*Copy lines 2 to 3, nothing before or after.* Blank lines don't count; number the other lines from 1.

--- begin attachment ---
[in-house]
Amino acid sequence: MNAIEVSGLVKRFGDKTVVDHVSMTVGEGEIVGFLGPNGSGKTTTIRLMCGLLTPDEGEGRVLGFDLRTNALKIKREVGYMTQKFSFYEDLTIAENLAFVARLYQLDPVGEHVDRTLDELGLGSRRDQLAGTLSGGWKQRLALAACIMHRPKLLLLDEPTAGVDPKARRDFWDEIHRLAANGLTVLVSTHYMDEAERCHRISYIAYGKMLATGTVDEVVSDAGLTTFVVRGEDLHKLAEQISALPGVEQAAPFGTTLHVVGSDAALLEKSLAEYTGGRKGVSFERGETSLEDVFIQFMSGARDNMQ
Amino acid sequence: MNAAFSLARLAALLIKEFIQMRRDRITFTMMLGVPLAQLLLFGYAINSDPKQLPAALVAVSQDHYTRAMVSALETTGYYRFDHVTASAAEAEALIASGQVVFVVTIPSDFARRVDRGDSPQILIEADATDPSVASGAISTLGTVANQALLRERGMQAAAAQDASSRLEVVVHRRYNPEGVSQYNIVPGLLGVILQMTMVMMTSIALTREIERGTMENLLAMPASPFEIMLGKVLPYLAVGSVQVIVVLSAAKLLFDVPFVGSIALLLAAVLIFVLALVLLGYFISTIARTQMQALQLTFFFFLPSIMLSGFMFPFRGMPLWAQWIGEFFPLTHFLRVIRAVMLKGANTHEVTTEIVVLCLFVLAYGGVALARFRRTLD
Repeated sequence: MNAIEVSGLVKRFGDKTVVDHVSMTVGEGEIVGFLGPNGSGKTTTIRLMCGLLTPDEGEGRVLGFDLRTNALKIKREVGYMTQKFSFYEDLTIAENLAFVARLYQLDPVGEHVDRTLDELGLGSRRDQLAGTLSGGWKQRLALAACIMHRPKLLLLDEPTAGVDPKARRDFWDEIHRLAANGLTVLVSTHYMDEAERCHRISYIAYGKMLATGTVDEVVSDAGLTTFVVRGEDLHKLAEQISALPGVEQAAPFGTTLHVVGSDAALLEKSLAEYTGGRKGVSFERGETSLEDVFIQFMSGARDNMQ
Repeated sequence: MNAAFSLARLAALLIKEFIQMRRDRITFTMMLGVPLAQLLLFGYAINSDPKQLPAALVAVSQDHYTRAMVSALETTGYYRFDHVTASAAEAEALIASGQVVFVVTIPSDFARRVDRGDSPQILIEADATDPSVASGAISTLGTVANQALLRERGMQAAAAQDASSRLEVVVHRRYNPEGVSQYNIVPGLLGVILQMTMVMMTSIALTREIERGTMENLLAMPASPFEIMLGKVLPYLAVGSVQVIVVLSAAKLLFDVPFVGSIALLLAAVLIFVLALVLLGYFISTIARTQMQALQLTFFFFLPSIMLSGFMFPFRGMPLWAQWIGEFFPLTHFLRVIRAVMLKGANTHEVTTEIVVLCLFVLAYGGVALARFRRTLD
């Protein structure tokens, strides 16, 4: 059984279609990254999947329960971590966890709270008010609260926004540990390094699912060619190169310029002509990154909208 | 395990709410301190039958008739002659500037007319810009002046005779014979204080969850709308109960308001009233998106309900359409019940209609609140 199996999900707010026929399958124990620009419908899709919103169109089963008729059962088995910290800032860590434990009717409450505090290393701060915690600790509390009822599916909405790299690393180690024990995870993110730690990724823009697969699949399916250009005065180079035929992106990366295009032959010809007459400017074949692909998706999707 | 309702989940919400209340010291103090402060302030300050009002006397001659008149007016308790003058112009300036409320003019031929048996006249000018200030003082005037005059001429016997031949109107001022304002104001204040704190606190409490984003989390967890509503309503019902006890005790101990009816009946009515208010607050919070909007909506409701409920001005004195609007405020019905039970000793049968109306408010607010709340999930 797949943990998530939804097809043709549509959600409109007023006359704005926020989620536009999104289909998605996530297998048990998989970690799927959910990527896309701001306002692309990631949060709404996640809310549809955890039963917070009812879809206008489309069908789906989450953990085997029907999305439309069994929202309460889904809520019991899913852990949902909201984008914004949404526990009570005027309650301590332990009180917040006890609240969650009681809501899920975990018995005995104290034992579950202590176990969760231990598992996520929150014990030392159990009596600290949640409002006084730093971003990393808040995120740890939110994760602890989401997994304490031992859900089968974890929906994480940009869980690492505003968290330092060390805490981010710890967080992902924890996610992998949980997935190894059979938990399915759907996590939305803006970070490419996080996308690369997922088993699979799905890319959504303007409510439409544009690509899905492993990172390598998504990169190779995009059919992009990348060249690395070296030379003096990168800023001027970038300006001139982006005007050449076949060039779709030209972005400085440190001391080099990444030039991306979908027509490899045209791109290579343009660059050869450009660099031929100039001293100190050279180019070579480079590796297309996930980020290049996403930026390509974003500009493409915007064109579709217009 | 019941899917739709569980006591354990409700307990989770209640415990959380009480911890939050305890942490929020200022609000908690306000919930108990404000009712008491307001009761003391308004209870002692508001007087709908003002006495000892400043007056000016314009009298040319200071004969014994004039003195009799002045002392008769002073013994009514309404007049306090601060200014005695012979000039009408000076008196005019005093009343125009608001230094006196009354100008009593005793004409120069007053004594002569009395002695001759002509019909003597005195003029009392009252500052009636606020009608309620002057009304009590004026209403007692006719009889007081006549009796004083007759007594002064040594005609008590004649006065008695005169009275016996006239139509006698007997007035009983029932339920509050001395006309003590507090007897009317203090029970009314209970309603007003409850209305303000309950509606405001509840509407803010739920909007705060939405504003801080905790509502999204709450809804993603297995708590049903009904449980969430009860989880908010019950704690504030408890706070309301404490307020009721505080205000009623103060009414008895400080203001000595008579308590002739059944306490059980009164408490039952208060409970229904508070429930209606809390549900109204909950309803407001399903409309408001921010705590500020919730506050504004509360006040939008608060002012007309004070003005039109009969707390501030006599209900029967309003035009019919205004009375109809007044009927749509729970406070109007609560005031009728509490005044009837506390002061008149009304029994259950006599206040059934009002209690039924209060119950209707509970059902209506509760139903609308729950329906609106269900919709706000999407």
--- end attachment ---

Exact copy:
Amino acid sequence: MNAIEVSGLVKRFGDKTVVDHVSMTVGEGEIVGFLGPNGSGKTTTIRLMCGLLTPDEGEGRVLGFDLRTNALKIKREVGYMTQKFSFYEDLTIAENLAFVARLYQLDPVGEHVDRTLDELGLGSRRDQLAGTLSGGWKQRLALAACIMHRPKLLLLDEPTAGVDPKARRDFWDEIHRLAANGLTVLVSTHYMDEAERCHRISYIAYGKMLATGTVDEVVSDAGLTTFVVRGEDLHKLAEQISALPGVEQAAPFGTTLHVVGSDAALLEKSLAEYTGGRKGVSFERGETSLEDVFIQFMSGARDNMQ
Amino acid sequence: MNAAFSLARLAALLIKEFIQMRRDRITFTMMLGVPLAQLLLFGYAINSDPKQLPAALVAVSQDHYTRAMVSALETTGYYRFDHVTASAAEAEALIASGQVVFVVTIPSDFARRVDRGDSPQILIEADATDPSVASGAISTLGTVANQALLRERGMQAAAAQDASSRLEVVVHRRYNPEGVSQYNIVPGLLGVILQMTMVMMTSIALTREIERGTMENLLAMPASPFEIMLGKVLPYLAVGSVQVIVVLSAAKLLFDVPFVGSIALLLAAVLIFVLALVLLGYFISTIARTQMQALQLTFFFFLPSIMLSGFMFPFRGMPLWAQWIGEFFPLTHFLRVIRAVMLKGANTHEVTTEIVVLCLFVLAYGGVALARFRRTLD